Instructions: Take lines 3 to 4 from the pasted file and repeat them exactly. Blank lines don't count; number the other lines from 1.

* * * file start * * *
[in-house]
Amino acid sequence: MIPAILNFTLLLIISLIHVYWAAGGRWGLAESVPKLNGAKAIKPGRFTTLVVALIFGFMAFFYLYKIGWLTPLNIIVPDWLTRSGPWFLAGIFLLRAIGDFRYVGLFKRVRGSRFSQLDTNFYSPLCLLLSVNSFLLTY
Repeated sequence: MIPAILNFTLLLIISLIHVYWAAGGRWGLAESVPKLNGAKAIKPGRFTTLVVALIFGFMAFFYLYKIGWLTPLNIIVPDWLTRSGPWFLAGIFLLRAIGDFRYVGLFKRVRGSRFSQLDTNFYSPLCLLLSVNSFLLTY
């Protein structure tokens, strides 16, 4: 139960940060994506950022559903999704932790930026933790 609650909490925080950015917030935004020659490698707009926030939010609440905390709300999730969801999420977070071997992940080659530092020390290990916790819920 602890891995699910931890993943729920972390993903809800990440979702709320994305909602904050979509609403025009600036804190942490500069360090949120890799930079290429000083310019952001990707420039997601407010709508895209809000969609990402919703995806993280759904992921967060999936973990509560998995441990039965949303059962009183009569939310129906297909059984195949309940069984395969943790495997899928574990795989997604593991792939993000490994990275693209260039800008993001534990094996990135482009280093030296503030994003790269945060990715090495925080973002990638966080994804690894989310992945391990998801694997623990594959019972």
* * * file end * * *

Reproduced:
Repeated sequence: MIPAILNFTLLLIISLIHVYWAAGGRWGLAESVPKLNGAKAIKPGRFTTLVVALIFGFMAFFYLYKIGWLTPLNIIVPDWLTRSGPWFLAGIFLLRAIGDFRYVGLFKRVRGSRFSQLDTNFYSPLCLLLSVNSFLLTY
């Protein structure tokens, strides 16, 4: 139960940060994506950022559903999704932790930026933790 609650909490925080950015917030935004020659490698707009926030939010609440905390709300999730969801999420977070071997992940080659530092020390290990916790819920 602890891995699910931890993943729920972390993903809800990440979702709320994305909602904050979509609403025009600036804190942490500069360090949120890799930079290429000083310019952001990707420039997601407010709508895209809000969609990402919703995806993280759904992921967060999936973990509560998995441990039965949303059962009183009569939310129906297909059984195949309940069984395969943790495997899928574990795989997604593991792939993000490994990275693209260039800008993001534990094996990135482009280093030296503030994003790269945060990715090495925080973002990638966080994804690894989310992945391990998801694997623990594959019972």